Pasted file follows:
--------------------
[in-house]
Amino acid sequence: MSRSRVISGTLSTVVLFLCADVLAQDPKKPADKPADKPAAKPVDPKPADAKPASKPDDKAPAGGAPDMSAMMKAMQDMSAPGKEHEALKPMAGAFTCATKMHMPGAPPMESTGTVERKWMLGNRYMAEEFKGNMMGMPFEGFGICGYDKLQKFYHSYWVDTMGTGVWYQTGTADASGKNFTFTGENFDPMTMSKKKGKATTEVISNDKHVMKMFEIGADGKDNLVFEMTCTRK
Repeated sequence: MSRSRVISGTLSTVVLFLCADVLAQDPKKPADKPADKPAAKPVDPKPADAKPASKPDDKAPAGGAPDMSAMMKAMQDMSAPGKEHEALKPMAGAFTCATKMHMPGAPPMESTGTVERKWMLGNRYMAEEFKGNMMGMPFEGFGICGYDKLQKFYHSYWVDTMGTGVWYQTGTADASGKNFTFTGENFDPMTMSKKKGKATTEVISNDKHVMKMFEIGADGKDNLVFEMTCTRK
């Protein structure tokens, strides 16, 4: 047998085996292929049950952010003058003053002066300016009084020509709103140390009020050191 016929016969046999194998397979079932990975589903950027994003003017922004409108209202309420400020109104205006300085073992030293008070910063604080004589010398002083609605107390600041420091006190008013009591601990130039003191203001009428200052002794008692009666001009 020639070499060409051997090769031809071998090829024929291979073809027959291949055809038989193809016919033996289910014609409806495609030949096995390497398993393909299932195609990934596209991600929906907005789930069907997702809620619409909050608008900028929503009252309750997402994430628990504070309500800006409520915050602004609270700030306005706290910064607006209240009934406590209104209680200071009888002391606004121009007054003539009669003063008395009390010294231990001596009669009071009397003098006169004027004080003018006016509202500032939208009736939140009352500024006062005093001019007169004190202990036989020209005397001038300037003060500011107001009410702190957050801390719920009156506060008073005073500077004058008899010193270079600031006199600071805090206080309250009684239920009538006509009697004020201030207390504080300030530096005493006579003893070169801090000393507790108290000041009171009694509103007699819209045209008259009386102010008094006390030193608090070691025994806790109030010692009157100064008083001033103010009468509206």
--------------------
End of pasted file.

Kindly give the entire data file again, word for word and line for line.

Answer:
[in-house]
Amino acid sequence: MSRSRVISGTLSTVVLFLCADVLAQDPKKPADKPADKPAAKPVDPKPADAKPASKPDDKAPAGGAPDMSAMMKAMQDMSAPGKEHEALKPMAGAFTCATKMHMPGAPPMESTGTVERKWMLGNRYMAEEFKGNMMGMPFEGFGICGYDKLQKFYHSYWVDTMGTGVWYQTGTADASGKNFTFTGENFDPMTMSKKKGKATTEVISNDKHVMKMFEIGADGKDNLVFEMTCTRK
Repeated sequence: MSRSRVISGTLSTVVLFLCADVLAQDPKKPADKPADKPAAKPVDPKPADAKPASKPDDKAPAGGAPDMSAMMKAMQDMSAPGKEHEALKPMAGAFTCATKMHMPGAPPMESTGTVERKWMLGNRYMAEEFKGNMMGMPFEGFGICGYDKLQKFYHSYWVDTMGTGVWYQTGTADASGKNFTFTGENFDPMTMSKKKGKATTEVISNDKHVMKMFEIGADGKDNLVFEMTCTRK
């Protein structure tokens, strides 16, 4: 047998085996292929049950952010003058003053002066300016009084020509709103140390009020050191 016929016969046999194998397979079932990975589903950027994003003017922004409108209202309420400020109104205006300085073992030293008070910063604080004589010398002083609605107390600041420091006190008013009591601990130039003191203001009428200052002794008692009666001009 020639070499060409051997090769031809071998090829024929291979073809027959291949055809038989193809016919033996289910014609409806495609030949096995390497398993393909299932195609990934596209991600929906907005789930069907997702809620619409909050608008900028929503009252309750997402994430628990504070309500800006409520915050602004609270700030306005706290910064607006209240009934406590209104209680200071009888002391606004121009007054003539009669003063008395009390010294231990001596009669009071009397003098006169004027004080003018006016509202500032939208009736939140009352500024006062005093001019007169004190202990036989020209005397001038300037003060500011107001009410702190957050801390719920009156506060008073005073500077004058008899010193270079600031006199600071805090206080309250009684239920009538006509009697004020201030207390504080300030530096005493006579003893070169801090000393507790108290000041009171009694509103007699819209045209008259009386102010008094006390030193608090070691025994806790109030010692009157100064008083001033103010009468509206």